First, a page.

Marriott hit with $124 million fine for 2018 data breach

The U.K. Information Commissioners Office (ICO) intends to levy a £99,200,396, or $124 million, fine against Marriott International in response to the data breach suffered by that company’s Starwood reservation data base in November 2018.

Marriott reported the ICO’s intention to impart the fine, but said in a statement the company will use its right to respond and “vigorously defend itself” before any final determination is made and the fine actually issued by the ICO.

“We are disappointed with this notice of intent from the ICO, which we will contest. Marriott has been cooperating with the ICO throughout its investigation into the incident, which involved a criminal attack against the Starwood guest reservation database,” said Marriott International’s President and CEO, Arne Sorenson.

Marriott revealed the data breach on November 30, 2018, and said malicious actors spent more than four years inside Marriott’s Starwood reservation system obtaining access to 500 million guest records that included names, payment card information and other PII. Marriott said in a statement at the time the malware was already residing in Starwood’s reservation system when the hotel chain purchased it in 2016.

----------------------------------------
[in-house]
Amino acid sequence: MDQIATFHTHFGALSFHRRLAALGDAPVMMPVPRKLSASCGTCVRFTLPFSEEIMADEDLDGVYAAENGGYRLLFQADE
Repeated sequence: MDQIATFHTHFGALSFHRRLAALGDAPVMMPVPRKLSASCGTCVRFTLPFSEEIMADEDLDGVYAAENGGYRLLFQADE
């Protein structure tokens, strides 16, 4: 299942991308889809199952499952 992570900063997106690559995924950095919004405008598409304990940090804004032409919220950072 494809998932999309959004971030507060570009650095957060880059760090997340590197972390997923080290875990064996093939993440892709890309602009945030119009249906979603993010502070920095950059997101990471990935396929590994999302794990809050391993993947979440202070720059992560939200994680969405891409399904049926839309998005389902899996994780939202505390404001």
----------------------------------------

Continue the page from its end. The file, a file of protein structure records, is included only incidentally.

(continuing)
The database in question is no longer in use.

Marriott’s potential fine comes just one day after the ICO hit British Airways with a record-breaking £183 million fine for last year’s data breach that compromised the personal data of 500 million of the airline's customers.

“These fines not only puts pay to any thoughts that the ICO lacked teeth in its pursuit of organizations putting customer data at risk, but also serves as a reminder to any company suffering from a complacent attitude to compliance that the handling, processing and storing of customer data should be its number one priority. These could very well be the first of many large fines issued by the ICO and will most definitely serve as a wakeup call to organizations that offer goods or services to, or monitor the behavior of, EU data subjects,” said Tony Pepper, CEO of Egress Software.

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